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‘Everybody in Guantanamo has been tortured or abused’ - former detainee

Published time: July 06, 2013 02:58
AFP Photo / Roberto Schmidt

“I was subjected to the sounds of a woman screaming, I was led to believe that my wife was being tortured,” Moazzam Begg, a former Guantanamo Bay detainee has shared with RT.

The former inmate has shed light on some of the torturous detention techniques at Guantanamo.  They include, being cavity searched and given directions on how to commit suicide.

Despite being physically and psychologically tortured by the guards in the US prison, Begg says prisoners find it in themselves to forgive the soldiers.

RT: What was your own stay like at the prison?

Moazzam Begg: Most of my time was spent in solitary confinement which meant being in a a cell that measured 6 foot by 8 foot which was windowless at that time, I did not have access to any meaningful communication with my family, I had no knowledge whether I was ever going to get charged or not, which I was not. At that time no lawyers were allowed. So for two and a half years there was no concept of facing any legal proceedings. But now the situation has changed a lot.

RT: During that time would you claim that you were tortured or abused?

MB: I say that everybody who’s been held in Guantanamo has been tortured or abused in one way. When I was first taken into custody, it was the most torturous process I think that any person can imagine. It meant being stripped naked, it meant your body being searched, cavity searched as they called it. Having your hair shaved off, being punched and kicked and being spat upon.  On one occasion it was in background facility before I went to Guantanamo, I was subjected to the sounds of a woman screaming, I was led to believe that my wife was being tortured.  So everybody in a sense is being tortured and the worst sort of torture is the psychological of course sort in which you are in solitary confinement torture unable to know what you have done for which you’re paying the ultimate price which is your freedom. 

AFP Photo / Getty Images / John Moore

RT: One prisoner claims that he and others have been sexually assaulted during searches. Have you ever witnessed anything like that?

MB: Certainly, every prisoner will say that he has had invasive cavity searches.  Across the board 779 men if you were to ask them, did this happen to them, they would say yes it happened to us at various junctures of detention. The particular prisoner, his name is Younous Chekkouri , he is from Morocco, is saying precisely this, but of course it is a violation of his dignity. I believe that the term rape has been used in a broader sense, meaning that objects have been inserted into a person which are extremely painful and degrading too.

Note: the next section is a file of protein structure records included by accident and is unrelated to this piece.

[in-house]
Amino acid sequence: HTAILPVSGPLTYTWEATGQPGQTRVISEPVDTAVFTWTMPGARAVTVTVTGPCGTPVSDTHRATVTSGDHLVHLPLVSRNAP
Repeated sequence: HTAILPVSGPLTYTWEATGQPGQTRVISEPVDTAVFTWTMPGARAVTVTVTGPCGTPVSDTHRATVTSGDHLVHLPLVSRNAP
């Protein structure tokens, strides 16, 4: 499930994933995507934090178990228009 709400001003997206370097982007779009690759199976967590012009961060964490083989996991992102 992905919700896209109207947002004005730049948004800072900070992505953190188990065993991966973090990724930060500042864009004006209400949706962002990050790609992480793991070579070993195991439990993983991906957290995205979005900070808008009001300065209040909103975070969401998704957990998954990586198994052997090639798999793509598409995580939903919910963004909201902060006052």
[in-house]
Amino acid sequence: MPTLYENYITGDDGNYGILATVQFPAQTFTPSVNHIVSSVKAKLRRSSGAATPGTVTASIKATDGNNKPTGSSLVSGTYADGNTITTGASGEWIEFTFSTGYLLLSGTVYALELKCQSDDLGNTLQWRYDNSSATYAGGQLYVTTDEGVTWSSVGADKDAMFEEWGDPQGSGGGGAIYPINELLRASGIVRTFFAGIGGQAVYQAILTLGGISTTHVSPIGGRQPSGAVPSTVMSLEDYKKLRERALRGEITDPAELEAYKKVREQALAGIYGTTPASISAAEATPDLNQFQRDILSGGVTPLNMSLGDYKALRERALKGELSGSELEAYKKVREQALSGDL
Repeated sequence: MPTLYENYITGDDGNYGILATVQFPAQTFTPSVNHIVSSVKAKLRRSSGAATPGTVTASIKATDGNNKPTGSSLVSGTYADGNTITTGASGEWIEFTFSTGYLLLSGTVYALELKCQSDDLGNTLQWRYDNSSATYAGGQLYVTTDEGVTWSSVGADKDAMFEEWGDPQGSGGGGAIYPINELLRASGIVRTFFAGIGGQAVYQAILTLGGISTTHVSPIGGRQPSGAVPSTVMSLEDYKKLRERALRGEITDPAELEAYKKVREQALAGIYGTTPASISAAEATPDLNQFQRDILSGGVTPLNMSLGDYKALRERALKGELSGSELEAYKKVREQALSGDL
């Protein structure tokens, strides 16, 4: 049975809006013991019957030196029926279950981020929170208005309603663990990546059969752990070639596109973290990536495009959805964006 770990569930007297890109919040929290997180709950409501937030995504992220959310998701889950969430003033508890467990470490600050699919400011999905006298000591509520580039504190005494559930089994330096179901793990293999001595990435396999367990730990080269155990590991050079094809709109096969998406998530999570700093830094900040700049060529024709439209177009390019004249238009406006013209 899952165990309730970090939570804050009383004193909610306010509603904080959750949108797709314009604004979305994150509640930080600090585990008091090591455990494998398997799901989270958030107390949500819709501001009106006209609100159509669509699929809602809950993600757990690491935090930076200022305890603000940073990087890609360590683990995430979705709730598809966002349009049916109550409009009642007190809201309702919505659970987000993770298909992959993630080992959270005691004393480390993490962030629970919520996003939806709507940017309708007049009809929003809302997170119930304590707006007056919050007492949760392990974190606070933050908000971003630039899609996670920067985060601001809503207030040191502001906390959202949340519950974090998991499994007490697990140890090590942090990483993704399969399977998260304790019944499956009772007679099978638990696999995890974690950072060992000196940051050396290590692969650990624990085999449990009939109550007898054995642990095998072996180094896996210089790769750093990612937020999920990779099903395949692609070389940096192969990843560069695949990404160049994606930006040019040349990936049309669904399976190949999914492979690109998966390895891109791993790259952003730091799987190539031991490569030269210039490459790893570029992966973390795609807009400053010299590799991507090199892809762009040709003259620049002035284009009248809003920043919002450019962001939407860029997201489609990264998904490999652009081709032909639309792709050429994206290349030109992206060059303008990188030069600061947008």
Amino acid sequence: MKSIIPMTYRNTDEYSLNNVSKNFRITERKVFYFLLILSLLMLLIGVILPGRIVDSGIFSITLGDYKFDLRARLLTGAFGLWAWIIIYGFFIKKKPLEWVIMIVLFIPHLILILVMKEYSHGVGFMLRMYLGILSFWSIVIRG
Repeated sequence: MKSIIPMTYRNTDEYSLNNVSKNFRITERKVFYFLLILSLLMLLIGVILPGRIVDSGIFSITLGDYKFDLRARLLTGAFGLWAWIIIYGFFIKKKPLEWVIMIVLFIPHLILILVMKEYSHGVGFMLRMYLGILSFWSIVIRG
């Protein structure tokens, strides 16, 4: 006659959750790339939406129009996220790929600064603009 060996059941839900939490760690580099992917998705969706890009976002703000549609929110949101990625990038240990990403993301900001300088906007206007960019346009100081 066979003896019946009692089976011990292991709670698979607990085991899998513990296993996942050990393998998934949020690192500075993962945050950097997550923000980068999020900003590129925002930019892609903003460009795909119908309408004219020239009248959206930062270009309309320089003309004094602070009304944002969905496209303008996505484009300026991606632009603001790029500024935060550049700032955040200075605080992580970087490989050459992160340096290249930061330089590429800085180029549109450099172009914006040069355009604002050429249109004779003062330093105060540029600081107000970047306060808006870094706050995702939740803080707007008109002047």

RT: We've heard an ex-military official say the prison's a recruiting ground for al-Qaeda. Would you agree?

MB: It is bizarre, President Obama has recently visited Robben Island and he actually was in a cell where Nelson Mandela was. He actually wrote in the visitor’s book that nothing could break the strength of the human spirit, not even shackles or chains. But he forgot to add - unless you happened to be in our shackles and chains and in our cells.  Of course, this is the sort of thing that will make people angry. But if you look at over 600 prisoners that have been released from Guantanamo, almost everybody has returned not to begin a life of terrorism or recidivism, as they call it, but actually stretch out their hands toward former Guantanamo soldiers, guards and interrogators. I had former Guantanamo guards coming to my house and meet the children that they prevented me from seeing when they were born. This is the sort of nature of the Guantanamo prisoners, we are extremely forgiving.

RT: It seems that hunger strikers in Guantanamo are prepared to die. Did you think you'd die there?

MB: I think many times that the administration there suggested to us, I was just once told that I had a thought about committing a suicide and they told me how I could commit suicide if I felt so down. Clearly the prisoners have moved along since that point, but clearly prisoners have died, nine people have died in Guantanamo. If the hunger strikes continue in the way that they are, then force-feeding is not the solution. The solution is to give them justice and that is the reason why they are doing it. They are not doing it because of all the abuses, those are peripheral, they are doing it because they have been held for almost 12 years now without charge or trial in any legal, normative system.

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